Causes of Tectonic hazards (Tsunamis (Tsunami characteristics are…
Causes of Tectonic hazards
Major volcanic eruptions frequently have more than one hazard associated with them. In some cases, these are secondary hazards, which are an indirect consequence of the eruption. This is especially the case with the violent eruptions associated with volcanoes at destructive plate margins.
= extensive areas of solidified lava, which can extend several km from volcanic vents if the lava is basaltic and low viscosity. Can flow up to 40km
= very large, dense clouds of hot ash and gas at temperatures of up to 600’. They can flow down the flanks of volcanoes and devastate large areas.
= ash particles can blanket huge areas in ash killing vegetation collapsing buildings and poisoning water.
= the eruption of co2 and sulfur dioxide which can poison people and animals in extreme cases.
The violent motion displaces a large volume of water in the ocean water column, which then moves outward in all directions from the point of displacement.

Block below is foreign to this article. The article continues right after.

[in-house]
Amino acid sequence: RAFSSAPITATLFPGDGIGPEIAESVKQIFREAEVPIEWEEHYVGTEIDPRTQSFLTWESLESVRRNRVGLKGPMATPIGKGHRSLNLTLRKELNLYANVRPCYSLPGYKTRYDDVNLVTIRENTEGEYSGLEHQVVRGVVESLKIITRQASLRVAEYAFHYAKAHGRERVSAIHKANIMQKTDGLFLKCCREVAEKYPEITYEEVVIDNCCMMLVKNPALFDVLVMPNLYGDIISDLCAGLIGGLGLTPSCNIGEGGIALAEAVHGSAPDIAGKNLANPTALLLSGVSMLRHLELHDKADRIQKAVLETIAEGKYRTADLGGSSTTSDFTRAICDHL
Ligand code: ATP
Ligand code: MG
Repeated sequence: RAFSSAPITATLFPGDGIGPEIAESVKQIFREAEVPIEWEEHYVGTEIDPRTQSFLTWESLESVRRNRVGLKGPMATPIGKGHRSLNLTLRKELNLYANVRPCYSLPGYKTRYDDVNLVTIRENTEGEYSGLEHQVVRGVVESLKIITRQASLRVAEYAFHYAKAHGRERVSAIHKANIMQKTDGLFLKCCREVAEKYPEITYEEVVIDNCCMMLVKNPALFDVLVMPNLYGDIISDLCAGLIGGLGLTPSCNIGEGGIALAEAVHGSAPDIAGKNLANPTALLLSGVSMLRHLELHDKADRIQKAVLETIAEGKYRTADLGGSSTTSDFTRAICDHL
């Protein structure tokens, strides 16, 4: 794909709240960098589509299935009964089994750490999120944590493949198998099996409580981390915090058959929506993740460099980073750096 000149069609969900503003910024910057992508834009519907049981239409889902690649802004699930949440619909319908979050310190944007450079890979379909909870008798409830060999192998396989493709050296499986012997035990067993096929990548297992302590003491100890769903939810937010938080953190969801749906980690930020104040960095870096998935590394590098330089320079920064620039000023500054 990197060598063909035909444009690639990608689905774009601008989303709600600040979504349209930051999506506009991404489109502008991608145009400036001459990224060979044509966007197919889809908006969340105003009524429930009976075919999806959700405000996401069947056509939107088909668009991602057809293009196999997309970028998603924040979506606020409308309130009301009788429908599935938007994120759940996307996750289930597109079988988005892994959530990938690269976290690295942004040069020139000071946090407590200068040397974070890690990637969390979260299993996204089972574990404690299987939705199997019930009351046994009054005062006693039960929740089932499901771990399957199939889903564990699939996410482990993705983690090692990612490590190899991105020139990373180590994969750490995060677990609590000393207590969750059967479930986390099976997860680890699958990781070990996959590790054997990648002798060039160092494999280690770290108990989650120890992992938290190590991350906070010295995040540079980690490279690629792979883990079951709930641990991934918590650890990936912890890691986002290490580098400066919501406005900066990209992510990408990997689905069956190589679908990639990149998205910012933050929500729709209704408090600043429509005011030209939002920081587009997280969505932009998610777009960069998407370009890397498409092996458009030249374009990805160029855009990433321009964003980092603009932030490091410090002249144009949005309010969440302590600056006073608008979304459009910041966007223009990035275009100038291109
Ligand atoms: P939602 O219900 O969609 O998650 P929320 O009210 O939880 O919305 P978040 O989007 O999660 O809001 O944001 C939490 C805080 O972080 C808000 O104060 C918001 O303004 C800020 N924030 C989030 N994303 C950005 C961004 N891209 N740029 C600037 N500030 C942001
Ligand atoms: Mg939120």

The water moves at a vast ‘bulge’ in open water, rather than a distinct wave.
Tsunamis are mostly generated when a sub-marine earthquake displaces the sea bed vertically as a result of movement along a fault line at a subduction zone. However, they can also be generated by landslides and volcanic eruptions.
Tsunami characteristics are different from those of wind-generated ocean waters:
wave heights are typically less than 1 m
wavelengths are usually more than 100 km
Speeds are 500-950 km
Tsunamis are not noticeable in the open ocean. When the wave approaches the shore, they slow down dramatically and the wavelength drops, but the wave height of the wave increases. They also hit coastlines as a series of waves called a ‘wave-train’.
Submarine earthquakes that occur close to shorelines can generate intense ground-shaking damage, followed by damage from the subsequent tsunami.
The distribution is around 90% that occur in the pacific basin associated with activities in the plate margin. Most are generated at subduction zones.
As tectonic plates attempt to move past each other along fault lines, they inevitably ‘stick’.
Earthquakes are a sudden release of stored energy.
Allows strains to build up over time and the plates are placed under increasing stress
Generated because of sudden stress; called stick-slip’ behaviour
A pulse of energy radiates out in all directions from the earthquake focus (point of origin).